Today, such a position is often adopted by interpreters of Wittgenstein such as Peter Hacker. However, Hilary Putnam, the inventor of functionalism, has also adopted the position that the mind-body problem is an illusory problem which should be dissolved according to the manner of Wittgenstein. 
Naturalism and its problems
The thesis of physicalism is that the mind is part of the material (or physical) world. Such a position faces the fundamental problem that the mind has certain properties that no material thing possesses. Physicalism must therefore explain how it is possible that these properties can emerge from a material thing nevertheless. The project of providing such an explanation is often referred to as the "naturalization of the mental." What are the crucial problems that this project must attempt to resolve? The most well-known are probably the following two:
- Main article: Qualia
Many mental states have the property of being experienced subjectively in different ways by different individuals. For example, it is obviously characteristic of the mental state of pain that it hurts. Moreover, your sensation of pain may not be identical with mine, since we have no way of measuring how much something hurts or describing exactly how it feels to hurt. Where does such an experience (qualia) come from? Nothing indicates that a neural or functional state can be accompanied by such a pain experience. Often the point is formulated as follows: the existence of cerebral events, in and of themselves, cannot explain why they are accompanied by these corresponding qualitative experiences. Why do many cerebral processes occur with an accompanying experiential aspect in consciousness? It seems impossible to explain.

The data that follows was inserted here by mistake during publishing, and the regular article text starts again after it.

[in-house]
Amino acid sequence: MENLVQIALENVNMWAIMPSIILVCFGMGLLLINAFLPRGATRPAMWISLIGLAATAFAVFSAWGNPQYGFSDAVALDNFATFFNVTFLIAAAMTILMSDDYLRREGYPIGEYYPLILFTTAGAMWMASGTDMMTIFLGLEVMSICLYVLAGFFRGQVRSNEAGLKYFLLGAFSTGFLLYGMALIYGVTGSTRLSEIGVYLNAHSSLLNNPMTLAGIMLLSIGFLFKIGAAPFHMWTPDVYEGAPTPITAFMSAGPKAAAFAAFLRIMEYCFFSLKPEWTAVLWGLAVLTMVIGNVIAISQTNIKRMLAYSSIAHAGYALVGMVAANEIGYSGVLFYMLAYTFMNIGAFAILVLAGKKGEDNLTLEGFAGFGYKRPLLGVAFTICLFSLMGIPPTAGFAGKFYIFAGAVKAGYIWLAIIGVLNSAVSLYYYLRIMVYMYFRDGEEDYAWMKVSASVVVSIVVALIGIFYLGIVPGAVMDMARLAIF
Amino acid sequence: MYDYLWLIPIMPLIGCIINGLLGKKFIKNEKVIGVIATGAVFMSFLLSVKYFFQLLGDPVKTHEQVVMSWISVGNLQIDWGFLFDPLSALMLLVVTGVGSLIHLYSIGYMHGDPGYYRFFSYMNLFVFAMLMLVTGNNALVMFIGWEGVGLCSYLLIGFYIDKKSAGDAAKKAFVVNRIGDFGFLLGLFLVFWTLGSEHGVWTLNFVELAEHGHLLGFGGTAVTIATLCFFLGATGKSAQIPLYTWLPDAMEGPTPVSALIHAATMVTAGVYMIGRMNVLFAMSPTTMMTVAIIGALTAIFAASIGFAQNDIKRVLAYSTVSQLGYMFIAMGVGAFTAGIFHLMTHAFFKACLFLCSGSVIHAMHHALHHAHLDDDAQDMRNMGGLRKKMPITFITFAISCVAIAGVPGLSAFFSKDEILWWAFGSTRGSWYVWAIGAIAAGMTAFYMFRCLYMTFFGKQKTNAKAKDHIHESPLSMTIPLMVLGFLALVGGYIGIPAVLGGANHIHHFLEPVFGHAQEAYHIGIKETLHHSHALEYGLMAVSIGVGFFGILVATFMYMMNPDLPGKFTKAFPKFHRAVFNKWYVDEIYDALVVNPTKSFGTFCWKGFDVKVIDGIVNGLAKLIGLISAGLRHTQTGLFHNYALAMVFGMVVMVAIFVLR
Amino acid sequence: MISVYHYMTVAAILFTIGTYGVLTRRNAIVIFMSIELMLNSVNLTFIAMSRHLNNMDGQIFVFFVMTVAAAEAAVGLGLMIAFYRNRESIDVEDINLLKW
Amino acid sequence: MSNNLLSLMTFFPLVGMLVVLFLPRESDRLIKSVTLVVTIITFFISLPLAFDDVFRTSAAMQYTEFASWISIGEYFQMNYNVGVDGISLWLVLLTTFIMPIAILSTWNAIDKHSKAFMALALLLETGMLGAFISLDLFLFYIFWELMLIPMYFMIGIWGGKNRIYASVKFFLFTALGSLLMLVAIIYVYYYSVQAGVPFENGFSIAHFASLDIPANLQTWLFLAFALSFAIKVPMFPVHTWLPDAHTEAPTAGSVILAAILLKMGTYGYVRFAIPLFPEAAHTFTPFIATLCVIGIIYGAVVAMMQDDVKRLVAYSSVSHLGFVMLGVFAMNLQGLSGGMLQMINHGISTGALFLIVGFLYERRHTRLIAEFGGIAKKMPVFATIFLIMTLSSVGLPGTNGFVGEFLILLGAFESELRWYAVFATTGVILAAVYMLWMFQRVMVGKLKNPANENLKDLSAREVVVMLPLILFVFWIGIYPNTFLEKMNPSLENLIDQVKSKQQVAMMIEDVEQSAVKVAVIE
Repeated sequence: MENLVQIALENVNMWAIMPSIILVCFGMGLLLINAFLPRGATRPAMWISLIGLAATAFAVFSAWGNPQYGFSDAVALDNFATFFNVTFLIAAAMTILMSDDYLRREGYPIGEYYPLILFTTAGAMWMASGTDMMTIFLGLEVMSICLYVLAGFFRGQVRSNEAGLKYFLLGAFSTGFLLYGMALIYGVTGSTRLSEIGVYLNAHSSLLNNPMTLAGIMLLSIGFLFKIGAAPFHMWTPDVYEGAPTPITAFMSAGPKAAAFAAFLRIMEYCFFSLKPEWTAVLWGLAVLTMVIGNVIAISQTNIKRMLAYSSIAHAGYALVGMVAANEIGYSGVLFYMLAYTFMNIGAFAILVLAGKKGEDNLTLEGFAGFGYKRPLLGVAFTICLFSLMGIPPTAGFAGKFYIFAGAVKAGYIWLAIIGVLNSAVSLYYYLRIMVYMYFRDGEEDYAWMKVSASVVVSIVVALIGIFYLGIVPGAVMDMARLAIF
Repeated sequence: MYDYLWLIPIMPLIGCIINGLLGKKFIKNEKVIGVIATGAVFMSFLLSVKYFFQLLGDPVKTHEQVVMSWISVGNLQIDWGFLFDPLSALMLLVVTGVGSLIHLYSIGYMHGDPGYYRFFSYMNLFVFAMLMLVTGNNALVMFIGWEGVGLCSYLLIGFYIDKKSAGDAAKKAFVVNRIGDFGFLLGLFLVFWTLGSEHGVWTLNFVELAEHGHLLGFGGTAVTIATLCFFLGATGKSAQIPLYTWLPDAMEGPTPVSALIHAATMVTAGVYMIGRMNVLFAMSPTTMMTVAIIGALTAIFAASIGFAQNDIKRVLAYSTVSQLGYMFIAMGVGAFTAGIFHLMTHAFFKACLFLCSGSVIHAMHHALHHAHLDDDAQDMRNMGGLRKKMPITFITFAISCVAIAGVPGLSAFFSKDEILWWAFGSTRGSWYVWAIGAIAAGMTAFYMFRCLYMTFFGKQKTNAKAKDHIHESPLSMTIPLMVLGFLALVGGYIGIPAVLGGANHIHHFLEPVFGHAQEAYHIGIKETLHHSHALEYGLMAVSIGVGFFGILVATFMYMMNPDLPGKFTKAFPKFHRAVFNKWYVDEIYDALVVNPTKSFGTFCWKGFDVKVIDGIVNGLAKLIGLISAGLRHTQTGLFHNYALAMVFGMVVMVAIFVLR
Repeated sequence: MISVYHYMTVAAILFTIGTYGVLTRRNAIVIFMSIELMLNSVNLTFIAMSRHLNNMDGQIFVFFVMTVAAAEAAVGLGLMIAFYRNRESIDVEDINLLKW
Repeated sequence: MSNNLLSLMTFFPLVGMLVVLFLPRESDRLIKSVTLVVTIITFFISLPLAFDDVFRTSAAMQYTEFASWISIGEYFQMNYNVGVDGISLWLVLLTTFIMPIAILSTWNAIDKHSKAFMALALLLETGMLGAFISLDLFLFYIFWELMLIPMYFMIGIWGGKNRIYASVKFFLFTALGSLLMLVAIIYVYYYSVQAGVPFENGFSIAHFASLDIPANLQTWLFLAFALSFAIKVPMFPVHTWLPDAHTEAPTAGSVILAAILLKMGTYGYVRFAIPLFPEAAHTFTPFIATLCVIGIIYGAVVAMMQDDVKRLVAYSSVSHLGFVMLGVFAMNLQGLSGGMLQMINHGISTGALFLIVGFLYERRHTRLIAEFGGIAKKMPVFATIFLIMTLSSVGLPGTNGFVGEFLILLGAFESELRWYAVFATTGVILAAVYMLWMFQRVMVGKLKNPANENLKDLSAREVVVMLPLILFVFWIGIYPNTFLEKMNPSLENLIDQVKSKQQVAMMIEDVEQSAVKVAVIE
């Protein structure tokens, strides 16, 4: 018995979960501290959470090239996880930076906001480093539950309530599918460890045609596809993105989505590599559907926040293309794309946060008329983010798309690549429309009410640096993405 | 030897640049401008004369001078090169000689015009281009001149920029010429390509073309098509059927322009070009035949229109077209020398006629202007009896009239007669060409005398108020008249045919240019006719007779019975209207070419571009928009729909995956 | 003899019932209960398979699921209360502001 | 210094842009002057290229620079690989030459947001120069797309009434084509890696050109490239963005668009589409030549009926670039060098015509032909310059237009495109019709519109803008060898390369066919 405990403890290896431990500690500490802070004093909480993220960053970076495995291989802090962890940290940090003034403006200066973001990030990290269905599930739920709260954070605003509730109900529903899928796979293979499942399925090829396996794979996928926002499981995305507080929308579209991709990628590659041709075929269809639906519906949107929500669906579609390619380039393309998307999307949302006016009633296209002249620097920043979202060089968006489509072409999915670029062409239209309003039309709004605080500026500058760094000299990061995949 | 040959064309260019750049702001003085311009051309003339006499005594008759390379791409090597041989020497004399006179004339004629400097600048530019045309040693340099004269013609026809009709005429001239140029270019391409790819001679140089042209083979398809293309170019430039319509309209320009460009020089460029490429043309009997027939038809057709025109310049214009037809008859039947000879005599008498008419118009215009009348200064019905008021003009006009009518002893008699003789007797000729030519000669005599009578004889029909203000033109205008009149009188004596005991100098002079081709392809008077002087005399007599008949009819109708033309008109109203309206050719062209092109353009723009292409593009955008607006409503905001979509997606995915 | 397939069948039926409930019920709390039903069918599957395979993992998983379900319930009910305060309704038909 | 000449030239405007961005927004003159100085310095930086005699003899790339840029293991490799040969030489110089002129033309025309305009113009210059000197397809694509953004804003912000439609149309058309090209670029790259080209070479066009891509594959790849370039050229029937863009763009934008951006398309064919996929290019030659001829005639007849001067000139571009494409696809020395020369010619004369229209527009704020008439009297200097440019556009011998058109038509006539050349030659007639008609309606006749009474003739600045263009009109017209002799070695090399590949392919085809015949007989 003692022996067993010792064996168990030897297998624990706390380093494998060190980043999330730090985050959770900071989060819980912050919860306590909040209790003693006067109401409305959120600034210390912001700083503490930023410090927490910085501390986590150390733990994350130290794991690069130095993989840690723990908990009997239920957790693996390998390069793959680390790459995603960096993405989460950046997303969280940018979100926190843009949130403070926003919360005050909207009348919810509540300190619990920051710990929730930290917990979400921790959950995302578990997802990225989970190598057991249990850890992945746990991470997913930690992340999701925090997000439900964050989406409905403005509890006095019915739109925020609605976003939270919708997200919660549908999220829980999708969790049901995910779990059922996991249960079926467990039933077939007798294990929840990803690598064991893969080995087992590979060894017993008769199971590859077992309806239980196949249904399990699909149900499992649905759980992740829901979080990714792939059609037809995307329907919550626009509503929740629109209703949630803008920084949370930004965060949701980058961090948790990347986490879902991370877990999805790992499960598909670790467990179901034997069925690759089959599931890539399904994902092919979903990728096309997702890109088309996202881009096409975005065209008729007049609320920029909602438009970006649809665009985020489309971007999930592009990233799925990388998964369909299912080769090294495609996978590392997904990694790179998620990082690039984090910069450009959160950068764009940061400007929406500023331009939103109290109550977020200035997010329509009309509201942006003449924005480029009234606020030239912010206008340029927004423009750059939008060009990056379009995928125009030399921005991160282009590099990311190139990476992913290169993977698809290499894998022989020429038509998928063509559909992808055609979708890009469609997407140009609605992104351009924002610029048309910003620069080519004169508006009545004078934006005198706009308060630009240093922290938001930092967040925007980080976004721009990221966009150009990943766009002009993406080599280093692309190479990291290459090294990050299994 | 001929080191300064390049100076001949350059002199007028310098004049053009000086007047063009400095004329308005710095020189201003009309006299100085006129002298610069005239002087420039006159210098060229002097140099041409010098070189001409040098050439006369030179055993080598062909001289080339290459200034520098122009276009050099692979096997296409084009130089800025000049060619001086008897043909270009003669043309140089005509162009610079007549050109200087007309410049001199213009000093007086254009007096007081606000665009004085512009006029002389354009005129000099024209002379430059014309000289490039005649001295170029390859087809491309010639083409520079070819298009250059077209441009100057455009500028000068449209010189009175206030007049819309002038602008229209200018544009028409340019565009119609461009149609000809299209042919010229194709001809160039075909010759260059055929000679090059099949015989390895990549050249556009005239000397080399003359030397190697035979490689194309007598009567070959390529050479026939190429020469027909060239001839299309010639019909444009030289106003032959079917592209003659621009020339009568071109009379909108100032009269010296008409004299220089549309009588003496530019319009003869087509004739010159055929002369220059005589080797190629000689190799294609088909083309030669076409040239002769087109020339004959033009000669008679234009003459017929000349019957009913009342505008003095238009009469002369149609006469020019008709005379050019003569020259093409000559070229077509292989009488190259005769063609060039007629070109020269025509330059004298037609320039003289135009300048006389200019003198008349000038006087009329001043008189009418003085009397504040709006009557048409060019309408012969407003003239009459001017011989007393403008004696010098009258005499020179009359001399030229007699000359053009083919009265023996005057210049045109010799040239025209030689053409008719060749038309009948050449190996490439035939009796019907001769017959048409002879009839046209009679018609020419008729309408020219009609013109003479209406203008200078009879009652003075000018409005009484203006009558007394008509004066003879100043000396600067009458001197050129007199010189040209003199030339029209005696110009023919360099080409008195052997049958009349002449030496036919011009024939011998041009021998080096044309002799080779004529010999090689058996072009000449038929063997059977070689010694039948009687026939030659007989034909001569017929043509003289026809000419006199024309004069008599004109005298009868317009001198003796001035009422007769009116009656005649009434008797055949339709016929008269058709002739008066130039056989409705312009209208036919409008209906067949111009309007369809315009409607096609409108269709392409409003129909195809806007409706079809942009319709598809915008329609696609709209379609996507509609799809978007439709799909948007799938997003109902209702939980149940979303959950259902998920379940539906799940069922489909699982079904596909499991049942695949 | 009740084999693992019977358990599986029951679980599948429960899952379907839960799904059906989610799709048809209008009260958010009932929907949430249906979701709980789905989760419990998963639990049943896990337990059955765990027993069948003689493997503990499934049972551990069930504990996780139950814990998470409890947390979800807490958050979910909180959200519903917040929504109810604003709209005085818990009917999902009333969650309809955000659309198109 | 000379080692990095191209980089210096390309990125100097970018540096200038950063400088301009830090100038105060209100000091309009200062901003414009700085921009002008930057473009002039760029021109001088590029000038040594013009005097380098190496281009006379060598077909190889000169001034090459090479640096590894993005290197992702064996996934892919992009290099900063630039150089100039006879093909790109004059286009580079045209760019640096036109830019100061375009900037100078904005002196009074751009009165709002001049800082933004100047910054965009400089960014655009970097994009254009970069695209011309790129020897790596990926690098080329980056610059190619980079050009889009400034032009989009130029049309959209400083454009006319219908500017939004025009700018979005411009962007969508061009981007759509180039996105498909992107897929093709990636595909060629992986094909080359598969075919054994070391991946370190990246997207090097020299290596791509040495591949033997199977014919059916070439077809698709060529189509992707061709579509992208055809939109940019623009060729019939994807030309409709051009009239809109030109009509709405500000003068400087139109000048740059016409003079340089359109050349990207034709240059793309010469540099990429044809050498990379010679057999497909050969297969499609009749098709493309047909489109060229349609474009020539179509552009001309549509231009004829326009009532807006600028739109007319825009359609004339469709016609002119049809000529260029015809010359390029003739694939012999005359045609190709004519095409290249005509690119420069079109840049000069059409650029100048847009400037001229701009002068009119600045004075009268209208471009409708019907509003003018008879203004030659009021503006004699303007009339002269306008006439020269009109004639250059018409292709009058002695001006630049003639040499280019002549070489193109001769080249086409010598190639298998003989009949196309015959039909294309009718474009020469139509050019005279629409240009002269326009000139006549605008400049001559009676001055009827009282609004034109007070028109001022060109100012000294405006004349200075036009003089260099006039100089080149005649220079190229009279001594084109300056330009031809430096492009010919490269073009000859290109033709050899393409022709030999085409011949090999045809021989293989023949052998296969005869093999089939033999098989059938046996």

Yet it also seems to many that science will eventually have to explain such experiences. This follows from the logic of reductive explanations. If I try to explain a phenomenon reductively (e.g., water), I also have to explain why the phenomenon has all of the properties that it has (e.g., fluidity, transparency). In the case of mental states, this means that there needs to be an explanation of why they have the property of being experienced in a certain way.
John Searle - one of the most influential philosophers of mind (Berkeley 2002)
Intentionality is the capacity of mental states to be directed towards (about) or be in relation with something in the external world. This property of mental states entails that they have contents and semantic referents and can therefore be assigned truth values. When one tries to reduce these states to natural processes there arises a problem: natural processes are not true or false, they simply happen. It would not make any sense to say that a natural process is true or false. But mental ideas or judgments are true or false, so how then can mental states (ideas or judgements) be natural processes? The possibility of assigning semantic value to ideas must mean that such ideas are about facts. Thus, for example, the idea that Herodotus was an historian refers to Herodotus and to the fact that he was an historian. If the fact is true, then the idea is true; otherwise, it is false. But where does this relation come from? In the brain, there are only electrochemical processes and these seem not to have anything to do with Herodotus.